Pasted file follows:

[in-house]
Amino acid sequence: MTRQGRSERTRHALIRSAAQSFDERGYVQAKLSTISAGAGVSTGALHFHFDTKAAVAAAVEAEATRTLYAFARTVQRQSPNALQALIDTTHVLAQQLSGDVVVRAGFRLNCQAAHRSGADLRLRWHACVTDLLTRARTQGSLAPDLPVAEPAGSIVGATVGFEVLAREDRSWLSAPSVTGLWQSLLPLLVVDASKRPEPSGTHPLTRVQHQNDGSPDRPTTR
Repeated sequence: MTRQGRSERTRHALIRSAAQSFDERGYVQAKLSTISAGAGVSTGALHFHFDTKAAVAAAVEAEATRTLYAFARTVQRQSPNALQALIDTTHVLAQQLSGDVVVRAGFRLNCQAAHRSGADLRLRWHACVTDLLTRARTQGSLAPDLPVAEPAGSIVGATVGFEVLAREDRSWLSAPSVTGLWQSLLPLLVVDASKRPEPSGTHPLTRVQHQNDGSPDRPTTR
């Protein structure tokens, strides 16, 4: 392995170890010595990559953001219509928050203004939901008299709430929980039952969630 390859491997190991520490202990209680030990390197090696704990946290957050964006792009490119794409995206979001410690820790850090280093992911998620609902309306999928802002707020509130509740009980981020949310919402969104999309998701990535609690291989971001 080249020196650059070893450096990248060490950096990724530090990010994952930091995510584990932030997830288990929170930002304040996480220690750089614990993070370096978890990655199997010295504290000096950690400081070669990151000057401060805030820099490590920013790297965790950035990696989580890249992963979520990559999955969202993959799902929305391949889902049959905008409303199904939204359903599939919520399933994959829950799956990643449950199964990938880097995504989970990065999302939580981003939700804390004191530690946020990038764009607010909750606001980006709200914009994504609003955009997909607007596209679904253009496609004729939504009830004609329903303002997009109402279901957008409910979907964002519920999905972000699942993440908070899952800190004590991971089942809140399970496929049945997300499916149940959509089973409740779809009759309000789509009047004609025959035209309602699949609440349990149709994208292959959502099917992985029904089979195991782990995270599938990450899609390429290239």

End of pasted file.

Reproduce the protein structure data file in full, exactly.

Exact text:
[in-house]
Amino acid sequence: MTRQGRSERTRHALIRSAAQSFDERGYVQAKLSTISAGAGVSTGALHFHFDTKAAVAAAVEAEATRTLYAFARTVQRQSPNALQALIDTTHVLAQQLSGDVVVRAGFRLNCQAAHRSGADLRLRWHACVTDLLTRARTQGSLAPDLPVAEPAGSIVGATVGFEVLAREDRSWLSAPSVTGLWQSLLPLLVVDASKRPEPSGTHPLTRVQHQNDGSPDRPTTR
Repeated sequence: MTRQGRSERTRHALIRSAAQSFDERGYVQAKLSTISAGAGVSTGALHFHFDTKAAVAAAVEAEATRTLYAFARTVQRQSPNALQALIDTTHVLAQQLSGDVVVRAGFRLNCQAAHRSGADLRLRWHACVTDLLTRARTQGSLAPDLPVAEPAGSIVGATVGFEVLAREDRSWLSAPSVTGLWQSLLPLLVVDASKRPEPSGTHPLTRVQHQNDGSPDRPTTR
């Protein structure tokens, strides 16, 4: 392995170890010595990559953001219509928050203004939901008299709430929980039952969630 390859491997190991520490202990209680030990390197090696704990946290957050964006792009490119794409995206979001410690820790850090280093992911998620609902309306999928802002707020509130509740009980981020949310919402969104999309998701990535609690291989971001 080249020196650059070893450096990248060490950096990724530090990010994952930091995510584990932030997830288990929170930002304040996480220690750089614990993070370096978890990655199997010295504290000096950690400081070669990151000057401060805030820099490590920013790297965790950035990696989580890249992963979520990559999955969202993959799902929305391949889902049959905008409303199904939204359903599939919520399933994959829950799956990643449950199964990938880097995504989970990065999302939580981003939700804390004191530690946020990038764009607010909750606001980006709200914009994504609003955009997909607007596209679904253009496609004729939504009830004609329903303002997009109402279901957008409910979907964002519920999905972000699942993440908070899952800190004590991971089942809140399970496929049945997300499916149940959509089973409740779809009759309000789509009047004609025959035209309602699949609440349990149709994208292959959502099917992985029904089979195991782990995270599938990450899609390429290239």